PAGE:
When you meet someone for the first time, what are the first things you reveal as you introduce yourself? Typically, people exchange names and then one person will ask something like “So what do you do?” or “What line of work are you in?”. We talk about our jobs often, but that does not necessarily mean we are satisfied with our job or that we plan to stay long-term. You may be surprised to learn that there is quite the discrepancy between what employees want and what employers think employees want.
Employers were asked to consider a list of 10 things employees could want from a job and rank them 1 through 10 based on what they thought was most important to employees. The employers ranked good wages as number 1. Interestingly, when employees ranked the same list, they reported being appreciated for their contributions as most important. For them, good wages were only number 5 out of the 10! Employers were pretty far off in seeing the significance of appreciation - they ranked it number 8 out of 10. As shown in the figure below, there was a clear discrepancy between what employees said they wanted compared to what employers thought they wanted. This study took place a few decades ago, but the findings have been replicated across several studies in recent years, meaning that this disconnect between what employees and employers is not a new phenomenon.
So why does this matter? When employees aren’t getting what they want out of their work, they may be less productive and more prone to feeling exhausted, mentally/emotionally distant from their work, negative/cynical about their job, or incapable of completing their tasks. These symptoms are all part of work burnout. For more information, visit the Mayo Clinic or the World Health Organization online.
Our Military REACH team recently wrote a report that helps employers think about the best ways to foster a workplace that encourages employees to productively remain with an organization for the maximum period of time (i.e., an antiburnout environment). The process of fostering this type of workplace is called retention, and our report explores retention using examples relevant to child care agencies. There isn’t any algorithmic formula or magic trick for enhancing retention, but research has shown that there are strategies that can increase employee job satisfaction and, in turn, keep high-quality employees long-term.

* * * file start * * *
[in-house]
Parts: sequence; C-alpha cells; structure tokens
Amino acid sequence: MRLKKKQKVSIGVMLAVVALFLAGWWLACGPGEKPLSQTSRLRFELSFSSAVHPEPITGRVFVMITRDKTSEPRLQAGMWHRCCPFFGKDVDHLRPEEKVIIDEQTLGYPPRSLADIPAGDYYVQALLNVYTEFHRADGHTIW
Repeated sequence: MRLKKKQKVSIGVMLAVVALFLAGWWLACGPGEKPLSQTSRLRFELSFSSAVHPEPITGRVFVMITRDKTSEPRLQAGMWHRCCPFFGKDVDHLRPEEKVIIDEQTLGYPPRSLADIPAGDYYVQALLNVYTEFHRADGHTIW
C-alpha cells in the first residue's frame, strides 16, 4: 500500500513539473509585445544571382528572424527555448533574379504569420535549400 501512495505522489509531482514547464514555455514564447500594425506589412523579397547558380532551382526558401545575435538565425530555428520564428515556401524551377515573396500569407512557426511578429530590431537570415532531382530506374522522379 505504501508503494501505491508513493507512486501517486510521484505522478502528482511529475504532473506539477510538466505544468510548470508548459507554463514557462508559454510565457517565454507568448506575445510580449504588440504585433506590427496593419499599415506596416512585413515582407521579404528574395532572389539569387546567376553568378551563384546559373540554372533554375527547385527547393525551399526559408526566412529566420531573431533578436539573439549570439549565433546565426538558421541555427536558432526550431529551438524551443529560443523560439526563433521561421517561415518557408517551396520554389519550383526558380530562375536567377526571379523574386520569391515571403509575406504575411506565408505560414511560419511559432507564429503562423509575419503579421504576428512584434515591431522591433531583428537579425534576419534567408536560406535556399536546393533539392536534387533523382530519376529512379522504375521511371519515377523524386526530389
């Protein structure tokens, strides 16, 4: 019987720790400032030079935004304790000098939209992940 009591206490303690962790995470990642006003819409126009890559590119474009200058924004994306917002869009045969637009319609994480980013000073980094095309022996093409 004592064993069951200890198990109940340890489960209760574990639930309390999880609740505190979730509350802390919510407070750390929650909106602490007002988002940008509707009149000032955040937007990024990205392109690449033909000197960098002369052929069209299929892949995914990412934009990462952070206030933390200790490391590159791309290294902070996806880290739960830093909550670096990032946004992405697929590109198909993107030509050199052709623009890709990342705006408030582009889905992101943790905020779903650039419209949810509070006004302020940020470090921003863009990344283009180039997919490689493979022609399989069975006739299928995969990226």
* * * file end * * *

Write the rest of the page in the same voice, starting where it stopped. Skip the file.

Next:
Here is a glimpse of some of the recommendations we put forth in the report:
Think about fit. When recruiting and hiring new employees, make the interview and training process transparent. If there are challenges, make them clear. The right candidate will be enthusiastic regardless of challenges.
Involve leadership. Involve higher-level staff in training to show that employee success is important. Foster open communication with meetings where employees give feedback, ask questions, & discuss ideas with management.
Express gratitude. Show genuine and personalized appreciation in multiple ways, such as direct expressions (written note, verbal “thank you”) or by using platforms to recognizing excellence (meetings, social media). Partner with local entities, such as parks and restaurants, to provide tangible tokens of gratitude to employees.
Encourage growth. Employees need the opportunity for professional growth, whether through workplace training, formal education, or certifications. When possible, cover the costs of specific trainings that will enhance employees’ on-the-job skills and provide clear opportunities for advancement within your organization.
Support wellness. Consider collaborating as a way to provide health benefits and prioritize wellness. Partner with state parks and local gyms for free or reduced membership rates, or fund access to a health and wellness app.
Find opportunities to be flexible. Identify ways to promote flexibility, such as providing options to work from home, allowing time to attend family events and appointments, and offering job-sharing options.
Prioritize feedback. Ask employees about the challenges related to their job (directly or anonymously, in person or through surveys). Asking is a great first step, but following through by integrating employee feedback into tangible changes that employees can observe gives them a voice and affirms their value within the organization.